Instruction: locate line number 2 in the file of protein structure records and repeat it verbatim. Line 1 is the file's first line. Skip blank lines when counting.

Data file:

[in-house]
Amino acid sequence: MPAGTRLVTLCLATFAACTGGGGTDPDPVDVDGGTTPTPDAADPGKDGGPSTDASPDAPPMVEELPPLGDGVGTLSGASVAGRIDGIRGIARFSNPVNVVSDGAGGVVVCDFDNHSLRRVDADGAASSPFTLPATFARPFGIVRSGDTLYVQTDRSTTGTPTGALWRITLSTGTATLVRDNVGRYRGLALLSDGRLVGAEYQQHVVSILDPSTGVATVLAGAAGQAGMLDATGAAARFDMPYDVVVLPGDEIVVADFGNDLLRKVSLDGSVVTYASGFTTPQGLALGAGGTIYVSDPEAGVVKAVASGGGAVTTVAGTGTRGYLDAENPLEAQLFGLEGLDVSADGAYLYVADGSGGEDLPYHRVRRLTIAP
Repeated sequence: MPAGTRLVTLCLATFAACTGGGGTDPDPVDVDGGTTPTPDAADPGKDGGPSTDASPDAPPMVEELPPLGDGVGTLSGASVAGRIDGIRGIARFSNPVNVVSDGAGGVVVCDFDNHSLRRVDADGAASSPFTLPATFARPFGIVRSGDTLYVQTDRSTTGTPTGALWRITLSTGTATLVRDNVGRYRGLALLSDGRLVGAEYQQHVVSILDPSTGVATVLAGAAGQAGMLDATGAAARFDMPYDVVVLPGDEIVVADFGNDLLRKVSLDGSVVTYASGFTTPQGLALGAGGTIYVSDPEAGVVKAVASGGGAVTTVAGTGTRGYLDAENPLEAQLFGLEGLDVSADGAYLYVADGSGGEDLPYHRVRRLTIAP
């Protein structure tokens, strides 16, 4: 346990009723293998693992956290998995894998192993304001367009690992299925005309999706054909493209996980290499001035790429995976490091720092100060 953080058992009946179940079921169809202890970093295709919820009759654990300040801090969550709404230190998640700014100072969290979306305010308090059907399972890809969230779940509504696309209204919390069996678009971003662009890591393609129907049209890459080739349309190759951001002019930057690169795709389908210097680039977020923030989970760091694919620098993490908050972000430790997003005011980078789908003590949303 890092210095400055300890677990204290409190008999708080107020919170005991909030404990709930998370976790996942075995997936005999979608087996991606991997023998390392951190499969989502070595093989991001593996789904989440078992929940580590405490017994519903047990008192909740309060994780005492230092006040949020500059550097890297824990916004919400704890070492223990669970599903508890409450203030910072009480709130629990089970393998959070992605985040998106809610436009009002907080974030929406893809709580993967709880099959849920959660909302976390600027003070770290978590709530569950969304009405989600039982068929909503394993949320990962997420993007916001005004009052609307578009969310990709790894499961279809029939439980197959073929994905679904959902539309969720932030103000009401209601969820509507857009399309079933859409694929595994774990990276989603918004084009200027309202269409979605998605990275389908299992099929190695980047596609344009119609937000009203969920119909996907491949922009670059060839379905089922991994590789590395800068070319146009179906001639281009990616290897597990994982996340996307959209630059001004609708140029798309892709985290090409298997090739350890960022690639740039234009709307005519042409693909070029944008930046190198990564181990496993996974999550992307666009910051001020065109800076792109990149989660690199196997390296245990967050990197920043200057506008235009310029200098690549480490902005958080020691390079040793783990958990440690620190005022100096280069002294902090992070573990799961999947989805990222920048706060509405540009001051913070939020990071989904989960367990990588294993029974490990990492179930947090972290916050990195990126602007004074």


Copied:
Amino acid sequence: MPAGTRLVTLCLATFAACTGGGGTDPDPVDVDGGTTPTPDAADPGKDGGPSTDASPDAPPMVEELPPLGDGVGTLSGASVAGRIDGIRGIARFSNPVNVVSDGAGGVVVCDFDNHSLRRVDADGAASSPFTLPATFARPFGIVRSGDTLYVQTDRSTTGTPTGALWRITLSTGTATLVRDNVGRYRGLALLSDGRLVGAEYQQHVVSILDPSTGVATVLAGAAGQAGMLDATGAAARFDMPYDVVVLPGDEIVVADFGNDLLRKVSLDGSVVTYASGFTTPQGLALGAGGTIYVSDPEAGVVKAVASGGGAVTTVAGTGTRGYLDAENPLEAQLFGLEGLDVSADGAYLYVADGSGGEDLPYHRVRRLTIAP